Local Culture
Local Culture
Local Culture
Local Culture


  1. Patrick, your comments are exactly correct. I have personally and recently experienced the phenomenon that when “progressivits” engage in debate with “localists”, the conversation usually defaults to some direct or implied charge of “racism, anti-semitism, ect.” It is, I think, a mechanism that is employed when they sense they’re losing the debate, or when they become emotionally involved in defending vested interests, such as their jobs or careers. Progressivists interpret the localist’s argument as threatening, and philosophically it is.
    But the debate itself, between “localists” and “progressivists”, is actually a conversation between statists and anti-statists, though there are variations on that theme.

  2. Patrick,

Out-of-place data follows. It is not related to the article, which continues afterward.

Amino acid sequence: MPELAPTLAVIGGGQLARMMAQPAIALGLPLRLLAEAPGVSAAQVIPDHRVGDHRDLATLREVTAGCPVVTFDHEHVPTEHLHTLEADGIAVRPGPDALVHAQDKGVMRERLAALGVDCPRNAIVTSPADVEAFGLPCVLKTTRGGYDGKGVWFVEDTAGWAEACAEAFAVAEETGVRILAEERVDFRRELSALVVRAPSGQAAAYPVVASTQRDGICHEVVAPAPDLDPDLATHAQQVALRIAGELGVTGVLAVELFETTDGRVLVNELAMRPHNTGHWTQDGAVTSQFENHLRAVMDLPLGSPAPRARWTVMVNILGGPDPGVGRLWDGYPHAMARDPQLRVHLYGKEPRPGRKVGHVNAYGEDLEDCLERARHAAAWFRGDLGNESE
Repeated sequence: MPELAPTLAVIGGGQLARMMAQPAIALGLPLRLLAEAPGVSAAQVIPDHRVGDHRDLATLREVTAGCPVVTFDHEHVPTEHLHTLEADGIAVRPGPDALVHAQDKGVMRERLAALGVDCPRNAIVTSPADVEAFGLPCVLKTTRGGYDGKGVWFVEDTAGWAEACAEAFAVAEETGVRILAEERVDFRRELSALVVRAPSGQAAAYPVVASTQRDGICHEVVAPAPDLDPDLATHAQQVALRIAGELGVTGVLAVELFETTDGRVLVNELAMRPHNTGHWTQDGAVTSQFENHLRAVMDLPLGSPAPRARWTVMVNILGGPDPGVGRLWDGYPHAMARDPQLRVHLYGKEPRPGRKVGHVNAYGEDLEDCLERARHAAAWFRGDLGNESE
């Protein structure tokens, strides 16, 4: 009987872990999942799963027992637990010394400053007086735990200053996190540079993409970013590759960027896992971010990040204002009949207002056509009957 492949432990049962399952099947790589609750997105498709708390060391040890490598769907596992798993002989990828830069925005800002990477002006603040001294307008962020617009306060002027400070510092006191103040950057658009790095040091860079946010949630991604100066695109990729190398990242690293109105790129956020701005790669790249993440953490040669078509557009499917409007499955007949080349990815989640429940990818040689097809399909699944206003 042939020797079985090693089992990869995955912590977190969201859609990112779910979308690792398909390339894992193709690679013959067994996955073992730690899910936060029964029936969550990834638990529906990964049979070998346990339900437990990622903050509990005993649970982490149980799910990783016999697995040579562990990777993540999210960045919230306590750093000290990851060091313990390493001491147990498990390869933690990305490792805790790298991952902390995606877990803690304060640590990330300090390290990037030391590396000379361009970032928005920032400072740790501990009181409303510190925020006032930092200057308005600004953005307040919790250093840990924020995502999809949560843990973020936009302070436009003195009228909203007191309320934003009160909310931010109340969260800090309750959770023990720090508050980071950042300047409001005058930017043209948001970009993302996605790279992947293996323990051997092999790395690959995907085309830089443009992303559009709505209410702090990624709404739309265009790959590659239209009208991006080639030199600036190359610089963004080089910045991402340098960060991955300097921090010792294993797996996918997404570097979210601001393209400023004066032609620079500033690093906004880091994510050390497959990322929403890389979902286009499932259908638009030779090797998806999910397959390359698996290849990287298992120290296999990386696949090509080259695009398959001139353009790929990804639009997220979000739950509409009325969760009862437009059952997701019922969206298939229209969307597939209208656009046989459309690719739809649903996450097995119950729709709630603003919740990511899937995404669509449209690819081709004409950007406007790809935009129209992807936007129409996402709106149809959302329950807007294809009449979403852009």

I may not be able to fully articulate this here, but it seems to me that localism is, by its nature, better at protecting minorities in the area than is the nation-state. Having a preference for “one’s own” is not just a localist tendency, but is a universal and beautiful one. The nation-stater has it; witness the outpouring of love for America and American exceptionalism over the next few days. The difference is that the localist’s love is grounded in reality, in a particular thing, while the nation-stater’s is grounded in ideology. A love for reality tends to open us to seeing good in the rest of reality; genuinely seeing a human face of another and loving it should make us more, not less, open to the humanity of the rest of those around us. Conversely, love of an ideology (in this case, patriotic ideology) creates no such effect in us. Instead, it closes us off to recognizing the humanity in the other precisely because that other does not fit into the ideological picture we’ve constructed and decided is true. Rather than discovering something in the person who doesn’t fit into the ideology, the nation-stater is left to impose his ideology onto that person in the hopes of making that person fit.